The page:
Deadly Weekend in West Virginia Mining Operations

(UPDATE: 12/7/12 at 11:47 a.m.)

Mine Safety and Health Administration (MSHA) has now listed the Robinson Run Mine 95 coal slurry pond accident a fatality.  According to the preliminary report, the operator of a Caterpillar D6 bulldozer was pulled into the wastewater impoundment when the bank collapsed beneath him and two other miners working on expanding one of the dams. The WV Dept. of Environmental Protection (DEP) has released this archive image of the site, indicating the area of the incident.

Source: WV State Journal/WV  DEP

According to Jake Sapadaro of the National Mine Health and Safety Academy, the improvement work involved building on top of wet slurry inside the pond, and bears similarities to the Buffalo Creek Disaster of 1972. As the bank failure was internal and only impacted a planned expansion, there does not appear to be any threat to the existing dam integrity. However, it should be noted that this facility holds approximately 1.6 billion gallons of wastewater, 11.6 times more than the Buffalo Creek pond which claimed 118 lives when 138 million gallons of black sludge burst through the containment dam after a heavy rain event.

ORIGINAL STORY: (12-3-12 at 6:13 p.m)

On Friday, two separate coal mine accidents claimed the life of a southern West Virgina coal miner, sent two engineers to the hospital, and left a fourth missing. The first incident occurred at 1:30 am at the Pocahontas Mine A White Buck Portal in Greenbrier County, WV, where Steven O’Dell, 27, of Mount Nebo was caught between a scoop and a continuous mining machine. Based on our observations of area, we believe the mine depicted below is the operation in question*. While there appears to be significant surface mining, the equipment involved and other sources suggest that the accident occurred underground. 



According to news reports and our assessment of the region near Leivasy, WV, we believe this operation is the Pocahontas Mine A, operated by White Buck Coal Company, a subsidiary of Alpha Natural Resources. 
The second incident remains a developing story, where a bulldozer and two pickup trucks slid into a coal slurry impoundment pond on Friday afternoon as the embankment collapsed beneath them. The cause of the collapse remains unknown, but U.S. Mine Safety and Health Administration (MSHA) spokeswoman Amy Louviere stated that the preparation plant suffered a “massive failure.” Two engineers who fell into the coal processing waste pond were rescued immediately and treated at the hospital, but the operator of the bulldozer remains missing. The bulldozer was located on Saturday evening with sonar, but it is unclear from reports if divers have been able  go down in due to ongoing issues with bank stability and the  thickness of the coal slurry.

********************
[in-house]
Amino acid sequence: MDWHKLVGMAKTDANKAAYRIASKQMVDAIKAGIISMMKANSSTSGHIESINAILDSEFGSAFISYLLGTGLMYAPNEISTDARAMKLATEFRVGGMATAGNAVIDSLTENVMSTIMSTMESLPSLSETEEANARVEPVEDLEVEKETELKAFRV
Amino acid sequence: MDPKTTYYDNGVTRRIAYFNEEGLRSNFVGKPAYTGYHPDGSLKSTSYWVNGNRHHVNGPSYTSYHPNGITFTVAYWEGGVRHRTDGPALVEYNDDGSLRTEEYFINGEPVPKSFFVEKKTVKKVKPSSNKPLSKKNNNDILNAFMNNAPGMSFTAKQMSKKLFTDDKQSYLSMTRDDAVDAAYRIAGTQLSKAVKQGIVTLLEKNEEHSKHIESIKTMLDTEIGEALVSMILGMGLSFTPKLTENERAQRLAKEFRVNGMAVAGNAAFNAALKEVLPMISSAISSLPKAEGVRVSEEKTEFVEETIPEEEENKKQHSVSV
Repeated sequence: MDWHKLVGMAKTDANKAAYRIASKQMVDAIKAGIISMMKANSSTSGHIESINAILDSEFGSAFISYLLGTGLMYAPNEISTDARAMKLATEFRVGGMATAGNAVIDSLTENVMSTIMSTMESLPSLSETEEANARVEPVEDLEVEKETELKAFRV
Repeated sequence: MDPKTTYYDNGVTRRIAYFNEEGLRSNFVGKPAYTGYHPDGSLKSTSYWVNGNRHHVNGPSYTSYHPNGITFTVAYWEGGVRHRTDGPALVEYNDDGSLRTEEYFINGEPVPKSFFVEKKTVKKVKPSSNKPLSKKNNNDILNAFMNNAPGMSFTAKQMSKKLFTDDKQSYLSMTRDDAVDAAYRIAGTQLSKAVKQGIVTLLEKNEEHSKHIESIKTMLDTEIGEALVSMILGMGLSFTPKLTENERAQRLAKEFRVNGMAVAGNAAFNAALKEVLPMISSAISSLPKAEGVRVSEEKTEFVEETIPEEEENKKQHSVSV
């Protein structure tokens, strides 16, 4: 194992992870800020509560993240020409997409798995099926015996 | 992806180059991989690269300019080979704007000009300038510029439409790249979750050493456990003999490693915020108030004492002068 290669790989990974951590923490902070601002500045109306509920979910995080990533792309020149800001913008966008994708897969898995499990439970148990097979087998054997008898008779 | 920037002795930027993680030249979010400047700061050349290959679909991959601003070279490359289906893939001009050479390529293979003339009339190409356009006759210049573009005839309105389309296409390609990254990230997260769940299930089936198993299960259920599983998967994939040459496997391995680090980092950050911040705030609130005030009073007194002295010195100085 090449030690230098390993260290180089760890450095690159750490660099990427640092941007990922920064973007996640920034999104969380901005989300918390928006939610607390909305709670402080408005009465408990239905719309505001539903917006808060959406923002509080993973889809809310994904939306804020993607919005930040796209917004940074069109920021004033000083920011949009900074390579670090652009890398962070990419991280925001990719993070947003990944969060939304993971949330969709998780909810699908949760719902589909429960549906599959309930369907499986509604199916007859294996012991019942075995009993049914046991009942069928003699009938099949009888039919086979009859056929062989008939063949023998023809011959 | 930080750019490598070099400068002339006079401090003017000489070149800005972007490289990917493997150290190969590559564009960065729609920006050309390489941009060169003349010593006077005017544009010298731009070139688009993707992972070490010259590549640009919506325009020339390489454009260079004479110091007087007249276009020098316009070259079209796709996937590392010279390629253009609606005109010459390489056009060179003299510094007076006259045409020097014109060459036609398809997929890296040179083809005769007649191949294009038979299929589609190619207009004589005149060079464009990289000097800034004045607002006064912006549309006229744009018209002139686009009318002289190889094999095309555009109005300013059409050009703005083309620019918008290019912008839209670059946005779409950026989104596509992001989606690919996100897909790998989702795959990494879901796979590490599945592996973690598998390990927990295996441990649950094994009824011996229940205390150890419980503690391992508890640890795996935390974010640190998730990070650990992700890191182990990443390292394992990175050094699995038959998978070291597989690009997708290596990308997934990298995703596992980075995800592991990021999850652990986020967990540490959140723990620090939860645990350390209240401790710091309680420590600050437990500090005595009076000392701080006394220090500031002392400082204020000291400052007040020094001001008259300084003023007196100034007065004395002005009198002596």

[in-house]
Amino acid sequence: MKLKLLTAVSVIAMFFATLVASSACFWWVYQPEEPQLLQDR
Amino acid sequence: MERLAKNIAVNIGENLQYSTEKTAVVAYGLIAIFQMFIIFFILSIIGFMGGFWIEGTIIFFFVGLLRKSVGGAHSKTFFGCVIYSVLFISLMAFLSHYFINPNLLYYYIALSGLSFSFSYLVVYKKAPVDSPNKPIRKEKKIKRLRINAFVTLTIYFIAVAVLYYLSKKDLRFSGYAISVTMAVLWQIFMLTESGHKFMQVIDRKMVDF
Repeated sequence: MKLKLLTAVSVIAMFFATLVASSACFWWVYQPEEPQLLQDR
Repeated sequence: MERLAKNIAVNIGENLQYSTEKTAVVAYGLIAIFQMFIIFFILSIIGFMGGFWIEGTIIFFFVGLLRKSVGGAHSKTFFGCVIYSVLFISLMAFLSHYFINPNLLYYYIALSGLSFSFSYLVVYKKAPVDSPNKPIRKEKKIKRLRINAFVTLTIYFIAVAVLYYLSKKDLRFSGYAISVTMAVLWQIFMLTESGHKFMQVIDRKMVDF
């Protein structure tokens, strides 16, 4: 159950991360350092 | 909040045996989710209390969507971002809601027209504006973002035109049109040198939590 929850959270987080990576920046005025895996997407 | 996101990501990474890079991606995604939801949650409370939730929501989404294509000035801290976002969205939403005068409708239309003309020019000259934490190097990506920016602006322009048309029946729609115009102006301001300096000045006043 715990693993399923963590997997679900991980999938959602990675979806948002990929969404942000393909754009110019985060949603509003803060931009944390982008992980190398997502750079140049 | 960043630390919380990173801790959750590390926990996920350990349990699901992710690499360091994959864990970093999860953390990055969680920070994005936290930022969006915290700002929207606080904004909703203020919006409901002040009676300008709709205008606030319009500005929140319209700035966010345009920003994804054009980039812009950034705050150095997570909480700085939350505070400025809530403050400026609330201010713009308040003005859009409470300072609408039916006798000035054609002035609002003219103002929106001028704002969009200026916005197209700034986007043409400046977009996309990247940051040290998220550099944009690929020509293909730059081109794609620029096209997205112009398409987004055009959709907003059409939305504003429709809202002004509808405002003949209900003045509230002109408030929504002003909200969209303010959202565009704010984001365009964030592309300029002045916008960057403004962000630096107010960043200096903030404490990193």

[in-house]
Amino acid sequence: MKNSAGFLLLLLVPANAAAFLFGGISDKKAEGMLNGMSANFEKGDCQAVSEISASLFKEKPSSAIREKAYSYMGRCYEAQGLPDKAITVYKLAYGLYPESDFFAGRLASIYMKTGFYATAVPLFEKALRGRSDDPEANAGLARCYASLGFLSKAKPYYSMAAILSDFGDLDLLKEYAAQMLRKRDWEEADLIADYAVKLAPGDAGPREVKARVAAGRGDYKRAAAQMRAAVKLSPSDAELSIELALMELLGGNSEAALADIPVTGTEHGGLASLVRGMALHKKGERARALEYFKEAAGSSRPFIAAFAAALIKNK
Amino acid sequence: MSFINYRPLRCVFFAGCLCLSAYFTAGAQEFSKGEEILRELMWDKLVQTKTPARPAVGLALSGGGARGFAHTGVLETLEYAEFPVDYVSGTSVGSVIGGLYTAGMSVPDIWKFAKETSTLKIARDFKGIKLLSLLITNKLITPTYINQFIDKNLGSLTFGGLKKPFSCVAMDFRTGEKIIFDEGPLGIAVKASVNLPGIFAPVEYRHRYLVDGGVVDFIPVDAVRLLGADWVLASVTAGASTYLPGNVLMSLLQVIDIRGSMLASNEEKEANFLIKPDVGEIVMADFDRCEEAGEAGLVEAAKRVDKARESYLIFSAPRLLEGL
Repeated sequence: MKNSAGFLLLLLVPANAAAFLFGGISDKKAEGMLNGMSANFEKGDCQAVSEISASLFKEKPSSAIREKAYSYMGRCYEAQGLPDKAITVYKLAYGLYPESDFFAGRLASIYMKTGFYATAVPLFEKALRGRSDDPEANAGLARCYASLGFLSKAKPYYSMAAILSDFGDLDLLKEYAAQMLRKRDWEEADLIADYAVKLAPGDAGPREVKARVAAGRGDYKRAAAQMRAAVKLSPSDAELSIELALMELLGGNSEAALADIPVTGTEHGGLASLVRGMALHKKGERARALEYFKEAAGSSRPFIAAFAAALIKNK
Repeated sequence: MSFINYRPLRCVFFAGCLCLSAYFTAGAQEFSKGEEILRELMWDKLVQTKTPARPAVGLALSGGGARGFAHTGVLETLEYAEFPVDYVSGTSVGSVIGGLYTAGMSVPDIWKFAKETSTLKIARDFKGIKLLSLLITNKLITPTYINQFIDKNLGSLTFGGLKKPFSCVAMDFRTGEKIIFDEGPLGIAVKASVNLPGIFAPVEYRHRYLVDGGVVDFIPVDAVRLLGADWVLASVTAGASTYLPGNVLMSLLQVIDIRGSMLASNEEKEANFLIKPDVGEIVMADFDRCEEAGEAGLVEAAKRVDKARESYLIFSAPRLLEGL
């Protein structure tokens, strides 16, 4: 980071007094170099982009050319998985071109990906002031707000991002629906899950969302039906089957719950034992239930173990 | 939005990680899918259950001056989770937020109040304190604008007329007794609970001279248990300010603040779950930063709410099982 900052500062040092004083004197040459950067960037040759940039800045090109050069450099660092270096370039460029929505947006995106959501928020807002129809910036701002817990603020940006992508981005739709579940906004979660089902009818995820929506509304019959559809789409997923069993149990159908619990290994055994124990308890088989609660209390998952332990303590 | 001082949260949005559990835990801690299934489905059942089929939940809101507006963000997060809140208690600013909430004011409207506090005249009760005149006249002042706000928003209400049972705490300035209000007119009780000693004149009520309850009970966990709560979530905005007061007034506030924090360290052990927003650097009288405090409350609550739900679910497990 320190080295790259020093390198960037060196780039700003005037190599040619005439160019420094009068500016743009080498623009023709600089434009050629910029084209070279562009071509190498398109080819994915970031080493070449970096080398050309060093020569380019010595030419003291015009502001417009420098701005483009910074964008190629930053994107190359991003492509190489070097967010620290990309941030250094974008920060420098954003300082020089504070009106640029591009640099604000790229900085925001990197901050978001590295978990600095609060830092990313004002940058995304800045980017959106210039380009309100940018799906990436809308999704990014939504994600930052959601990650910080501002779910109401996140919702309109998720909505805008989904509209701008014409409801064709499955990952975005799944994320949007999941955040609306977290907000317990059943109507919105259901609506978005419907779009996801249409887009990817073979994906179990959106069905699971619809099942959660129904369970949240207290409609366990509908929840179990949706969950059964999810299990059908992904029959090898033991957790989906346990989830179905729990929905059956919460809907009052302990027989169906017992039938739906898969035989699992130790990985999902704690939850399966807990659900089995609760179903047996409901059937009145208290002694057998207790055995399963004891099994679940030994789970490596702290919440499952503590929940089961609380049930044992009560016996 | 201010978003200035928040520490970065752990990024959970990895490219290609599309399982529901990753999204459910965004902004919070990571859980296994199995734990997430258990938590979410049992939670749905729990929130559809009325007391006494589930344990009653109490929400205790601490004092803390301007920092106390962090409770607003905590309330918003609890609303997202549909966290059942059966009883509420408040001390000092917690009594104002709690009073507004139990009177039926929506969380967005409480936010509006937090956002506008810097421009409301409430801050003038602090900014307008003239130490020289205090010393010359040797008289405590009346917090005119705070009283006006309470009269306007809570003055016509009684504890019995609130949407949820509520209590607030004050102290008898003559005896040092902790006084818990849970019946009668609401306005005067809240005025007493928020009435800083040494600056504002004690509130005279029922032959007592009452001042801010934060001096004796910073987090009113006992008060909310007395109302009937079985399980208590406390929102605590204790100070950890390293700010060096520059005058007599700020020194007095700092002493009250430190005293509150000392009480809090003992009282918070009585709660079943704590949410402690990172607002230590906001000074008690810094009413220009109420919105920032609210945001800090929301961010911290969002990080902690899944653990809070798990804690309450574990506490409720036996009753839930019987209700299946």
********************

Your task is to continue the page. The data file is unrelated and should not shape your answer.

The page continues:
Located near Haywood, WV, this appears to be the coal slurry pond where one West Virginia mine worker remains missing and two were transported to the hospital following an embankment collapse. 

Coal slurry is a by-product of washing the coal to improve its efficiency in power generation, but is both toxic and potentially lethal if containment ponds fail. The Buffalo Creek Flood of 1972 is the most tragic example of pond failures, claiming 118 lives and damaging over $50 million in property. We remain very concerned about the threat that coal waste ponds represent to their downstream neighbors, and will be following this story as it develops. Because of the thick, viscous nature of the sludge, officials were draining the 12 foot deep pond as of Sunday to in order to proceed with the  search for the missing bulldozer operator. 



Throughout the history of coal mining in Appalachia, waste ponds have been placed close to the mines and preparation plants to reduce the costs of disposal. They can, however, pose significant risk to those downstream, such as these houses immediately below of one of two earthen embankments. 


Our thoughts and prayers are with the families who have suffered loss from these tragic accidents.




*The exact location of mines and facilities can be difficult to confirm since street addresses usually refer to corporate offices, but we are fairly confident these images are accurate. These sites are the only features that match the criteria listed in the reports. If, however, you know differently, we welcome your assistance pinpointing the exact location of these incidents.

UPDATE: Based on images from the DEP, we now are confident in our identification of the Nolan’s Run Impoundment/Robinson Mine No. 95 operated by Consol Energy.
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